In the interview the pope said that in addition to problem of divorced Catholics, which has been the prominent discussion, he is equally concerned with “the new habits of today’s youth.”
“Young people who are not getting married at all. It is a culture feature of our times,” he said. “So many young people prefer to live together without marrying. What should the Church do? Expel them from its breast? Or, instead, approach them, embrace them and try to bring them the word of God? I'm with the latter position.”
“The world has changed and the Church cannot lock itself into alleged interpretations of dogma,” he continued. “We have to approach social conflicts, new and old, and try to give a hand of comfort, not to stigmatize and not to just impugn.”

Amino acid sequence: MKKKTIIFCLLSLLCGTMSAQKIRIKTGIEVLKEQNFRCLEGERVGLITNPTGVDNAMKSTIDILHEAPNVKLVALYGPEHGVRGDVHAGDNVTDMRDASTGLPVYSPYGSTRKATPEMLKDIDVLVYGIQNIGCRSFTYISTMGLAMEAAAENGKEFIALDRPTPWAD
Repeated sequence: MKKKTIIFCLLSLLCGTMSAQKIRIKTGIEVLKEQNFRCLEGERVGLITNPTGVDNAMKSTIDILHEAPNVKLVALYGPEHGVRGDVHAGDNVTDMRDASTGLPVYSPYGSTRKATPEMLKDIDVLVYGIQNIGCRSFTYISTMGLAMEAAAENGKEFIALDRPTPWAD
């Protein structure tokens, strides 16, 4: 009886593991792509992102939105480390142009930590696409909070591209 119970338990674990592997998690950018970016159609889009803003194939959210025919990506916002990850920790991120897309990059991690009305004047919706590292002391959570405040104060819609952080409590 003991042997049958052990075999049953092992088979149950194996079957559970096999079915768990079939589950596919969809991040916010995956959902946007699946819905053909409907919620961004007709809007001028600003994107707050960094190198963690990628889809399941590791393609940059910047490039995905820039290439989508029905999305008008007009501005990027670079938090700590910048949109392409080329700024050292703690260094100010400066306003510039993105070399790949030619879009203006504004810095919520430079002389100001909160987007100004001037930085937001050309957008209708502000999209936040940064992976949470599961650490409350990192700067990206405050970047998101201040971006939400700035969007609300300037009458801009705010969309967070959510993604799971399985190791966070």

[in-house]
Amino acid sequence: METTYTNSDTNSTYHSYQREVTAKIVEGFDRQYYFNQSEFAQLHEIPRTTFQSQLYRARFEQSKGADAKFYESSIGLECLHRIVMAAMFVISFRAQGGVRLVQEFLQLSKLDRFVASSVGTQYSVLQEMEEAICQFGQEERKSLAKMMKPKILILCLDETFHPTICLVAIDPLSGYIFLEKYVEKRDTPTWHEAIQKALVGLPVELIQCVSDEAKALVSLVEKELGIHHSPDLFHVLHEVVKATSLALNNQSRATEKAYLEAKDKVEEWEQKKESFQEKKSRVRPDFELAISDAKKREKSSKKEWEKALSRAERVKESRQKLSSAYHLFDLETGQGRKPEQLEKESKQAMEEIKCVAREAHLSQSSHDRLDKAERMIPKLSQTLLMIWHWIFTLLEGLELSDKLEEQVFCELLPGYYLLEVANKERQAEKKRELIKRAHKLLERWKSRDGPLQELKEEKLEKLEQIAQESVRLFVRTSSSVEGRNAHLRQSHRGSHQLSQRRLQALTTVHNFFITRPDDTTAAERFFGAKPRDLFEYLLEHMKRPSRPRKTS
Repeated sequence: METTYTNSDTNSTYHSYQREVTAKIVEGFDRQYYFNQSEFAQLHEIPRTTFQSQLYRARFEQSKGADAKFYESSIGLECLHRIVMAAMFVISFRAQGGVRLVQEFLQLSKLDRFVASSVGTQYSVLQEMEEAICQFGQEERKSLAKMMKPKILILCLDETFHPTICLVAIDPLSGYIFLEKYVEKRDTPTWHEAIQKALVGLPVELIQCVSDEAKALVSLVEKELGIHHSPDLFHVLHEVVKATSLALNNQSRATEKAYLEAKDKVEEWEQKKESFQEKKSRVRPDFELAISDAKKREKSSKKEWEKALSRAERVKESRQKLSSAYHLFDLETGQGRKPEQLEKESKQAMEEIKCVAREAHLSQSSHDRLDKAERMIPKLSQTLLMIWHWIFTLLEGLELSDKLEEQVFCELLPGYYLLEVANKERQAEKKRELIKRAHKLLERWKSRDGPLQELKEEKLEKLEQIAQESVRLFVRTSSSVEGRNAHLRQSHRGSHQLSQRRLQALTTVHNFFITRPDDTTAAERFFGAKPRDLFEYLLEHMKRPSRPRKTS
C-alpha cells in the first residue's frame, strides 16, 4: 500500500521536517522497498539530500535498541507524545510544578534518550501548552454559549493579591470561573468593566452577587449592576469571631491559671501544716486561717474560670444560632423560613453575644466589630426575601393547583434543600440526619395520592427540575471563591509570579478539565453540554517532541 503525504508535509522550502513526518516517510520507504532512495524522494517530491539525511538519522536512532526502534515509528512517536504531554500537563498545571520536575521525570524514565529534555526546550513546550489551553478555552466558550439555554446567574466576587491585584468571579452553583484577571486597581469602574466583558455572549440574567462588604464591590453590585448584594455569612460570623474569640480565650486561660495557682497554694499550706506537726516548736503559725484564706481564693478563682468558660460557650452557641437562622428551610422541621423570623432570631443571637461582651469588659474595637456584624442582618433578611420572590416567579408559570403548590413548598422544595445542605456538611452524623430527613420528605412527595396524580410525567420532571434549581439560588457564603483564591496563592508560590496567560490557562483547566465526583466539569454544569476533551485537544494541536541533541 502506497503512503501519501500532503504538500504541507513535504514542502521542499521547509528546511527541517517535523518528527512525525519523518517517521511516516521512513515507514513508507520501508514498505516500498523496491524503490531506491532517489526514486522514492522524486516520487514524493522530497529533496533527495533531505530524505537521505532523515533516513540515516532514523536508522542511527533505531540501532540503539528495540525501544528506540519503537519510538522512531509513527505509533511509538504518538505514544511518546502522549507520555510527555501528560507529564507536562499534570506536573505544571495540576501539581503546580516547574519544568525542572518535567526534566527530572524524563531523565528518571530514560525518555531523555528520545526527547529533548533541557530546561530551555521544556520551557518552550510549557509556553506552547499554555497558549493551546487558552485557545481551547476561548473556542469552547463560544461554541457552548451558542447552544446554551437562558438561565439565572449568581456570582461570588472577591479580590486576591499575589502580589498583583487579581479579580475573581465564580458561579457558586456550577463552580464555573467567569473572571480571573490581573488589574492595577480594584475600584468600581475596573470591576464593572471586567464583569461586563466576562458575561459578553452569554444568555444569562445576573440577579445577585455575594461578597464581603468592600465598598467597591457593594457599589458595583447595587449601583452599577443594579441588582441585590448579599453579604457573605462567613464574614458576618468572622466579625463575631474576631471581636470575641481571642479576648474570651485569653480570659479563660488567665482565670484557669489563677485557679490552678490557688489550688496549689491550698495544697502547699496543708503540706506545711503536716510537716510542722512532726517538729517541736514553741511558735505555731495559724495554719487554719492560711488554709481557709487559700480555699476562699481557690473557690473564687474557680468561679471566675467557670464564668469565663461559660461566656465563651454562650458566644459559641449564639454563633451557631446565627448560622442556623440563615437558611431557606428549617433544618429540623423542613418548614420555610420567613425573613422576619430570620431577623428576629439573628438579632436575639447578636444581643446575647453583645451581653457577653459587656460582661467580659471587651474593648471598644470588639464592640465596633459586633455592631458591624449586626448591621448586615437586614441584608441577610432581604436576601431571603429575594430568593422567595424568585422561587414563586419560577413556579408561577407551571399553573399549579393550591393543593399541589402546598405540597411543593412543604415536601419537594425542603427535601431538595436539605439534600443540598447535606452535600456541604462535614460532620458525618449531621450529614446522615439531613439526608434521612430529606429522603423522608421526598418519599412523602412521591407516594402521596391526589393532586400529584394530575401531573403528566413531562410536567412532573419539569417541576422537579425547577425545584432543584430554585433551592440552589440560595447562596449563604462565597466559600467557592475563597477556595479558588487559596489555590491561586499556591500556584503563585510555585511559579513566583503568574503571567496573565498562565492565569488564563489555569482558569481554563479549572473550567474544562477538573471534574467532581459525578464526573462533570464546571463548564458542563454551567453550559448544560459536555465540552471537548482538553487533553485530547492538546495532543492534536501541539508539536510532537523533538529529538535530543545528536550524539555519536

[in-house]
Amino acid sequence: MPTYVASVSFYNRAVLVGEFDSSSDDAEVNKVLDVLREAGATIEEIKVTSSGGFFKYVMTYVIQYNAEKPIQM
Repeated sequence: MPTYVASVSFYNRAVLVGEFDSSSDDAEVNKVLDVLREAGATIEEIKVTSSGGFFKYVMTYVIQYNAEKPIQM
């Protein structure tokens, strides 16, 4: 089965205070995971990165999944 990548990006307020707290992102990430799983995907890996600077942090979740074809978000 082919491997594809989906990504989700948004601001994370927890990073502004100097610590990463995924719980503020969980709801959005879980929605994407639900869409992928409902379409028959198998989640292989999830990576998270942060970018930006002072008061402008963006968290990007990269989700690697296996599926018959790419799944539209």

Morales Solá’s interview with the pope was interspersed with his own commentary on Pope Francis’ papacy. According to the reporter, Pope Francis has “changed the agenda of the Church” and “very quickly radically changed [its] focus.” The pope’s new agenda, he said, has at times “pitted conservatives against reformers.”
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“Cardinals and bishops know that behind the friendly and warm smile is the iron will of the old Jesuit. The power of the Vatican bureaucracy is not discussed in his presence,” he wrote.
The Extraordinary Synod of Bishops, which runs from October 5-19, became a flashpoint of controversy in the months leading up to it as self-styled “reformers” agitated for change in Church practice, and in some cases, outright revision of doctrine. Critics of these “reformers” have met the challenge with vigorous defenses of Catholic teaching on marriage and family.